The dust settling on the $4.5 Billion Nortel patent auction… just to be kicked up again?
Just two weeks ago Nortel announced the outcome of its highly anticipated patent portfolio auction. In an interesting twist, no single buyer walked away with the spoils, but rather a consortium made up of Apple, EMC, Ericsson, Microsoft, Research In Motion, and Sony.
The winning bid was much bigger than many estimates and reached the staggering figure of $4.5 billion. That values the portfolio of over 6,000 patents and applications at a mouthwatering figure of almost $800,000 PER PATENT. Accounting for patent families, this figure raises to closer to $1 million per patent.
While details will continue to emerge from this massive (and complex) transaction, speculation around what this means for the mobile telecomm (and related) IP landscape is rampant. Certainly Google has indicated that they are not amused – Kent Walker, Google’s Senior Vice President and General Counsel said in a statement to the press:
“This outcome is disappointing for anyone who believes that open innovation benefits users and promotes creativity and competition. We will keep working to reduce that current flood of patent litigation that hurts both innovators and consumers.”
Google is already involved in patent litigation around its Android – and that exposure is reaching their partners, such as HTC as well. Obviously the question of what relief the Nortel portfolio would have brought to bear on their current IP pains is not a simple one, but surely the opportunity to so profoundly change the current and future mobile industry IP playing field is one that Google may rue, despite the massive number that settled this auction.
You can be sure that the winners will be working diligently for every opportunity to realize an ROI on this big investment. Importantly, the storm cloud of further patent litigation will loom ever larger over Google and its Android brethren. As in all things, Google has become a perpetual target and one wonders if they perhaps acquire the most risk as a result of all of this.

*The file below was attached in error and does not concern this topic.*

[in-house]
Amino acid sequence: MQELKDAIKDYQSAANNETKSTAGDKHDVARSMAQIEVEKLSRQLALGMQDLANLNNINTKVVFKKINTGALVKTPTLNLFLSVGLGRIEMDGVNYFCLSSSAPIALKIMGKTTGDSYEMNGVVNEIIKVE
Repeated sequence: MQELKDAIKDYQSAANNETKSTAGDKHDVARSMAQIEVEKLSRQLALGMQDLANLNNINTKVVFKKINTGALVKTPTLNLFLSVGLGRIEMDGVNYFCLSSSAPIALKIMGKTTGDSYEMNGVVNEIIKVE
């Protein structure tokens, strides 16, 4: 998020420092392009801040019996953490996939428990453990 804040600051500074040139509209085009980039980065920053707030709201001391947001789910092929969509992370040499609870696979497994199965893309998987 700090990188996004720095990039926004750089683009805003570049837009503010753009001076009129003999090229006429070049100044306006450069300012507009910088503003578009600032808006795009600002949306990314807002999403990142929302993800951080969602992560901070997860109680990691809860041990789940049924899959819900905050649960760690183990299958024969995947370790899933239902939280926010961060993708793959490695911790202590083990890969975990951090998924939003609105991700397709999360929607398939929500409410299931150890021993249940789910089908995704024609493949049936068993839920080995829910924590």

It is worth noting as well that as the auction progressed, the consortium grew, and the proceedings concluded, Intel and Nokia were notable absentees from the winning team.
Apple stockpiling its IP arsenal?
Apple’s (and other players in consortium?) assault on the Android world is exemplified in last year’s filed lawsuit against HTC. Many experts seem to think this was all about slowing down Android and setting an example for manufacturers. And in choosing HTC, picking a big target with a relatively weak patent portfolio (as a contract manufacturer, they aren’t an IP powerhouse), holding just over 150 U.S. patents. With a new armament to defend the iPhone market share, these Nortel patents could be all about “attack is the best form of defense” again.
The patents in question were Apple’s U.S. Patents, numbered:
These patents mostly cover user interface and user interactivity (sensing and responding to user “input”) but also cover power management and communications “quality and capacity,” and three of them were acquired by Apple from other assignees over the years. These patents are charted below against U.S. mainline class. Also, the signature “swipe gesture to unlock” is covered in one of the patents listed in the complaint.
In our next installment, we’ll explore the possible analysis and preparation HTC is likely doing in defense and also expand on the future for the Nortel patent auction fall-out. One thing seems clear – Google’s reaction to the auction outcome as “disappointing” is likely quite muted to their feelings on the matter and I suspect that we will hear a lot more from this in the coming years, most likely much to Google’s chagrin.
Of course with yesterday's earnings report, Google is hardly licking their wounds.